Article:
Past projects

The Philae obelisk at Kingston Lacy

In October and November 2014, the IDA, in association with Alan Bowman, Ben Altshuler, and Charles Crowther of Oxford's Centre for the Study of Ancient Documents (CSAD), made reflectance transformation imaging (RTI) scans of the Philae obelisk at Kingston Lacy. The team recovered significant, previously illegible Greek and Egyptian inscriptions.[15][21]

RTI Imaging of The Parian Marble

In 2013, the IDA completed the RTI imaging of the Parian Marble at the Ashmolean Museum. Hellenistic in origin, the Parian Marble is the earliest Greek chronological table detailing events of historical importance, specifically from 1582 BC to 299 BC. The scans revealed significant, previously illegible text.[15]

The Vatican Library

The Institute for Digital Archaeology headed a project to transcribe a recently discovered, palimpsested text of Menander's lost comedy The Wet-Nurse in the Vatican Library. Ben Altshuler assisted a team that included Nigel Wilson of Oxford University and Michael Phelps of EMEL by providing technical and epigraphic support in the transcription process. The project yielded a forthcoming edition of the poem to be published by the Vatican Publishing House in 2016.

APA Oral History Project

In 2013-2014, the IDA, in collaboration with Ward W. Briggs (until 2011 Carolina Distinguished Professor of Classics and Louise Fry Scudder Professor of Humanities at the University of South Carolina), recorded dozens of hour-long oral histories featuring leaders in the field of classics over the past 50 years. These were premiered at the 2014 American Philological Association. The IDA is now committed to adding further oral histories at the rate of approximately ten per year.[15]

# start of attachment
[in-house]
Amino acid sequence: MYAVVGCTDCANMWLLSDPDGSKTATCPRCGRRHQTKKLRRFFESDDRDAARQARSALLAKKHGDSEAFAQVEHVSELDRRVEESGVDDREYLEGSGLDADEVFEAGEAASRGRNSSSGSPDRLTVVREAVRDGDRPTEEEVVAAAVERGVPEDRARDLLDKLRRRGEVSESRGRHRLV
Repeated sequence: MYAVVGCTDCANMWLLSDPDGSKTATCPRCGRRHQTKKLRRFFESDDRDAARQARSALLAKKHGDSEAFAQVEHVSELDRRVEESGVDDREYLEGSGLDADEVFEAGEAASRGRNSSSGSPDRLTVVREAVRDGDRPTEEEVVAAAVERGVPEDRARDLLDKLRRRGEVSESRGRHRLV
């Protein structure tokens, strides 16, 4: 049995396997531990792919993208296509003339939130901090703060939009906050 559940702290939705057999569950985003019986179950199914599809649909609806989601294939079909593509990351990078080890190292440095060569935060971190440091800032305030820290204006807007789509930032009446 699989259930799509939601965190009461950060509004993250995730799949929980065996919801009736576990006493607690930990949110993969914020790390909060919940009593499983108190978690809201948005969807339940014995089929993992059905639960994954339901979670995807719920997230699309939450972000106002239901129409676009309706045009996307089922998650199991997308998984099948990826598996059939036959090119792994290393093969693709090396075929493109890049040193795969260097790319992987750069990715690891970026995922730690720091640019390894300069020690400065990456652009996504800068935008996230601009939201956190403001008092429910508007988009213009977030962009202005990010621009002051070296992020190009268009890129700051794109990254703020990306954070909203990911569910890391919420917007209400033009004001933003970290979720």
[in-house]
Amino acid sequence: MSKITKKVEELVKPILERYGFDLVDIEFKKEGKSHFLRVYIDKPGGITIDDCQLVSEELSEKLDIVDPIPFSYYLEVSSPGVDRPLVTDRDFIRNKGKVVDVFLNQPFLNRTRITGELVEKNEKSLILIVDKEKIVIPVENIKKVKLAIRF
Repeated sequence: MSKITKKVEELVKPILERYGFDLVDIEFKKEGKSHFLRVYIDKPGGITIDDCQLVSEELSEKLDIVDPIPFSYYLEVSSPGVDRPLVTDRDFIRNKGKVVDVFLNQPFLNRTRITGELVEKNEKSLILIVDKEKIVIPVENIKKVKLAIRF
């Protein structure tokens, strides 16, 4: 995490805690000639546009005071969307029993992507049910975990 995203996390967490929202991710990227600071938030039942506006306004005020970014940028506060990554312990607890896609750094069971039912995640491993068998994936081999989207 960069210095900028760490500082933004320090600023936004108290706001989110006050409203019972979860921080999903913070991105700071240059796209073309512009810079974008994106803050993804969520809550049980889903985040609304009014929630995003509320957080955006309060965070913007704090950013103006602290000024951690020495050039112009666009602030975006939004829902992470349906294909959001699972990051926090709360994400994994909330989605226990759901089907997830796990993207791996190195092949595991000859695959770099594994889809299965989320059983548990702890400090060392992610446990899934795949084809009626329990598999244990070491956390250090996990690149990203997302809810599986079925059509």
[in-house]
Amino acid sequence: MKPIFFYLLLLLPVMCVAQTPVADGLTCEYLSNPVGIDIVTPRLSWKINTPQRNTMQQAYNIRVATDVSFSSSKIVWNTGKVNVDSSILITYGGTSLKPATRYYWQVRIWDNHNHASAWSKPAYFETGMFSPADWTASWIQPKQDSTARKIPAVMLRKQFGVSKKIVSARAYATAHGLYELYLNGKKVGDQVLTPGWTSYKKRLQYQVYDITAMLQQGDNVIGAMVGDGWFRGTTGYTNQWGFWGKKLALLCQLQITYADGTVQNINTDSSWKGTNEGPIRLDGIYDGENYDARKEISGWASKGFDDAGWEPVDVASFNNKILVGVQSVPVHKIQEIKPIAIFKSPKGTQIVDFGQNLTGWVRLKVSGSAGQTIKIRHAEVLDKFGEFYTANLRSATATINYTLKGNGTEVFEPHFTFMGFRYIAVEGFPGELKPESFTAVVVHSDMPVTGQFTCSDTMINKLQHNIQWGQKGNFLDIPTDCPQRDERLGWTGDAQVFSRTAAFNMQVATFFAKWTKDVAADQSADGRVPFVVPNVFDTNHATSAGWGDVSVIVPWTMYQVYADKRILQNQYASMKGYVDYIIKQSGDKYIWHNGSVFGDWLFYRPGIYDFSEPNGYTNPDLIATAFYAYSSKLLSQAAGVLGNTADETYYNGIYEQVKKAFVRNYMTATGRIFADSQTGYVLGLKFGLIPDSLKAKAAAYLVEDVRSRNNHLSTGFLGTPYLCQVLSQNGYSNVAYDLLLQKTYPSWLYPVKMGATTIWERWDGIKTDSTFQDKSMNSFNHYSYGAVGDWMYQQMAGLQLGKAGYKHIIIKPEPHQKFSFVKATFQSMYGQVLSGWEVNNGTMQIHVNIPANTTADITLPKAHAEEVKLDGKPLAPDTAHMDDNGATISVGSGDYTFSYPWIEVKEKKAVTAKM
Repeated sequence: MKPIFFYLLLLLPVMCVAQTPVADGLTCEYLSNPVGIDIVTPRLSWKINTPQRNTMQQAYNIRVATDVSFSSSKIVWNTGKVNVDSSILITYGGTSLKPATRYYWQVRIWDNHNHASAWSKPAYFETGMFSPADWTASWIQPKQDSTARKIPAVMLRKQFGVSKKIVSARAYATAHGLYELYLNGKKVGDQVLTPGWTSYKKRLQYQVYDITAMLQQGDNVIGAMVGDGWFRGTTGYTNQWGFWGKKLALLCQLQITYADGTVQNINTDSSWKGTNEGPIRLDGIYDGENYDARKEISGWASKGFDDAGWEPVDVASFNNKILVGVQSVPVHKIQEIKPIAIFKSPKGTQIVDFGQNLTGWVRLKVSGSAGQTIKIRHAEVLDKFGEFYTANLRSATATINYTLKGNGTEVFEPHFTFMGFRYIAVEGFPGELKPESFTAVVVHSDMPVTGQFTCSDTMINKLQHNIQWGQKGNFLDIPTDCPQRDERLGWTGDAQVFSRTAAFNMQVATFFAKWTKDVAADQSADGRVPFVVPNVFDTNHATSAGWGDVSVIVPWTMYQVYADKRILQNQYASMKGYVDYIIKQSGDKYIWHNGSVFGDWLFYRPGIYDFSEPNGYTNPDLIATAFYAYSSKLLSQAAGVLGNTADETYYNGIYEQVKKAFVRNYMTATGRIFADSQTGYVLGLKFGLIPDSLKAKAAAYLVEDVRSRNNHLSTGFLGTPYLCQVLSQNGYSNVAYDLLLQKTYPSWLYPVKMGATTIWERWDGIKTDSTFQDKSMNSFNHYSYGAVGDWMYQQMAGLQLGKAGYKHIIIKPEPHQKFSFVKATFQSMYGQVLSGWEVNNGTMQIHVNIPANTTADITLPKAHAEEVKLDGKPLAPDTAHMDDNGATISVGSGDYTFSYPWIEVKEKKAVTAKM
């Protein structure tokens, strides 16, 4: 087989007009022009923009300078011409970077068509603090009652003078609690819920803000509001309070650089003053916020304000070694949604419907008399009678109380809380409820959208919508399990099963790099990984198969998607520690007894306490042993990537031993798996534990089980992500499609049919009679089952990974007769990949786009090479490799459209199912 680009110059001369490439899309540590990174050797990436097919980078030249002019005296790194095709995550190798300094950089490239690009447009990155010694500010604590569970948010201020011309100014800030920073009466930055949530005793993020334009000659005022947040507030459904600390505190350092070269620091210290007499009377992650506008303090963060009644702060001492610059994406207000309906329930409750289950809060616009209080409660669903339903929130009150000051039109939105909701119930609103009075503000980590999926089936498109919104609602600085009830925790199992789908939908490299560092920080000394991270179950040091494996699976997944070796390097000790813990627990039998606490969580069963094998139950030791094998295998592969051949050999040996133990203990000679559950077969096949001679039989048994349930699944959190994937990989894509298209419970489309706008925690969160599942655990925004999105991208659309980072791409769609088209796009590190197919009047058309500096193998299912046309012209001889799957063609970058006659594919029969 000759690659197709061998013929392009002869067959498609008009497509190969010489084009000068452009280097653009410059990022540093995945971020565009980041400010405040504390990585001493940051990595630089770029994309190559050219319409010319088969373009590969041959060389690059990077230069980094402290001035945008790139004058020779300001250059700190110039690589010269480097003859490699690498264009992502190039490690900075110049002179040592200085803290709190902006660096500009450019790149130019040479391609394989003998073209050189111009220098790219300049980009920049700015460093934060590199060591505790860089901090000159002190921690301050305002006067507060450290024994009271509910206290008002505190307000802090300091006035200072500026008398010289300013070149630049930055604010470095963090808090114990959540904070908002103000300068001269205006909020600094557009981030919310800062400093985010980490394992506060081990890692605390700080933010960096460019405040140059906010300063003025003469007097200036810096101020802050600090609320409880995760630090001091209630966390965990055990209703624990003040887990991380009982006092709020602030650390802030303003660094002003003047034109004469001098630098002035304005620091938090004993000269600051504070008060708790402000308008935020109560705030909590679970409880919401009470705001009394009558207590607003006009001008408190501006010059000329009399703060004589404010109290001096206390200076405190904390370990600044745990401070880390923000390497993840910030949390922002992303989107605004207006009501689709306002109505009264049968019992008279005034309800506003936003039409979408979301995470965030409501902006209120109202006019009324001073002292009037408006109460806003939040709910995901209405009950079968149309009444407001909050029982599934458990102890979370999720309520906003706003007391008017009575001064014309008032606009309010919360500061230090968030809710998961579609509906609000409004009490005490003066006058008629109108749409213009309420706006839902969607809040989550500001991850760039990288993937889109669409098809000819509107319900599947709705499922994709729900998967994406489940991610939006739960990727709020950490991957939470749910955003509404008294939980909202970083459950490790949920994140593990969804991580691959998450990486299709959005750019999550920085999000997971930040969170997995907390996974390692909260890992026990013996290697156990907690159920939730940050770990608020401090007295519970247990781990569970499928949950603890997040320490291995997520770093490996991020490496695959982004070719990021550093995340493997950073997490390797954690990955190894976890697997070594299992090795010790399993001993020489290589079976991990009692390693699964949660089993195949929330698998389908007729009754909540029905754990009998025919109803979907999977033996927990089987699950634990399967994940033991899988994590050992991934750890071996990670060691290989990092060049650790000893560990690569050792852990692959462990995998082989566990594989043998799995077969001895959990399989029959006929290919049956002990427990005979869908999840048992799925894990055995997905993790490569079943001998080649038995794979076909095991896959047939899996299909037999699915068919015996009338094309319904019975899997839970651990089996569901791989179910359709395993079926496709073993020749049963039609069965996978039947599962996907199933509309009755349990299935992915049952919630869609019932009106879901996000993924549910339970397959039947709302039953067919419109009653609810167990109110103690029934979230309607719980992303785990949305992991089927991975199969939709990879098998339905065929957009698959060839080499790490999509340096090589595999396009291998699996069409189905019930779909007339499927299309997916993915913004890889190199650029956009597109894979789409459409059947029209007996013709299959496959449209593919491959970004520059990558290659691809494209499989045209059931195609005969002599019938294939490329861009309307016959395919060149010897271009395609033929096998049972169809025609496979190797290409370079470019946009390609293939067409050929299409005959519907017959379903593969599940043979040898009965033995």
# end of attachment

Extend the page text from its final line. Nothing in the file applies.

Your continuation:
Database of Classical Scholars with University of South Carolina

In partnership with Ward Briggs, the IDA has also created an online database of biobibliographies of noted deceased classical scholars from the eighteenth-century to the present.[15]



External links


  1. Shea, Christopher D. (2016-04-19). "Palmyra Arch Replica Is Unveiled in Trafalgar Square in London". The New York Times. ISSN 0362-4331. Retrieved 2016-05-18.
  2. CNN, Sophie Eastaugh, for. "Palmyra's ancient Triumphal Arch resurrected". CNN. Retrieved 2016-05-18.
  3. Coghlan, Tom; Moody, Oliver (28 August 2015). "High-tech plan to save ancient sites from Isis". The Times. Retrieved 24 September 2015.
  4. Sean Higgins. "Oxford Deploying 5,000 Modified 3D Cameras to Fight ISIS".
  5. Sputnik (2 September 2015). "Protecting History: The Digital Project Preserving Artifacts From ISIL Ruin".
  6. "The digital race against IS". BBC Radio 4 "Today" programme. BBC. 28 August 2015. Retrieved 24 September 2015.
  7. Rosenfield, Karissa (1 September 2015). "Harvard and Oxford Take On ISIS with Digital Preservation Campaign". Arch Daily. Retrieved 24 September 2015.
  8. Mackay, Mairi (31 August 2015). "Indiana Jones with a 3-D camera? Hi-tech fight to save antiquities from ISIS". CNN. Retrieved 24 September 2015.
  9. Alanna Martinez. "Can 3-D Imaging Save Ancient Art from ISIS?". Observer.
  10. "Scientists to flood Middle East with 1,000s of 3D cameras to 'save' ancient sites from ISIS". RT English.
  11. Martin, Guy (31 August 2015). "How England's Institute Of Digital Archeology Will Preserve The Art Isis Wants to Destroy". Forbes. Retrieved 24 September 2015.
  12. Los Angeles Times (2 September 2015). "As Islamic State destroys antiquities, a rush to get 3-D images of what's left".
  13. "The Million Image Database Project: A 'Flood' of 3D Cameras to Turn the Tide Against ISIS Vandals".
  14. "British Museum - Events - Film - Marsoulas, the forgotten cave". British Museum.
  15. 1 2 3 4 5
  16. "Centre for the Study of Ancient Documents: Corpus of Ptolemaic Inscriptions".
  17. "Workshops". The Institute for Digital Archaeology. Retrieved 2016-05-18.
  18. "Summer 2016 / News / Snap Theatre". Retrieved 2016-05-18.
  19. "Digital Archaeology Certificate Degree Program". The Institute for Digital Archaeology. Retrieved 2016-05-18.
  20. "Course Website Locator: 68089". Retrieved 2016-05-18.
  22. "Institute for the Study of the Ancient World". Institute for the Study of the Ancient World.
  24. "The Friends of Herculaneum Society".
  25. "Department of the Classics".
  26. "Centre for the Study of Ancient Documents".
  27. "The Iris Project".
  28. "East Oxford Community Classics Centre".
  29. "Kallos Gallery". Kallos Gallery.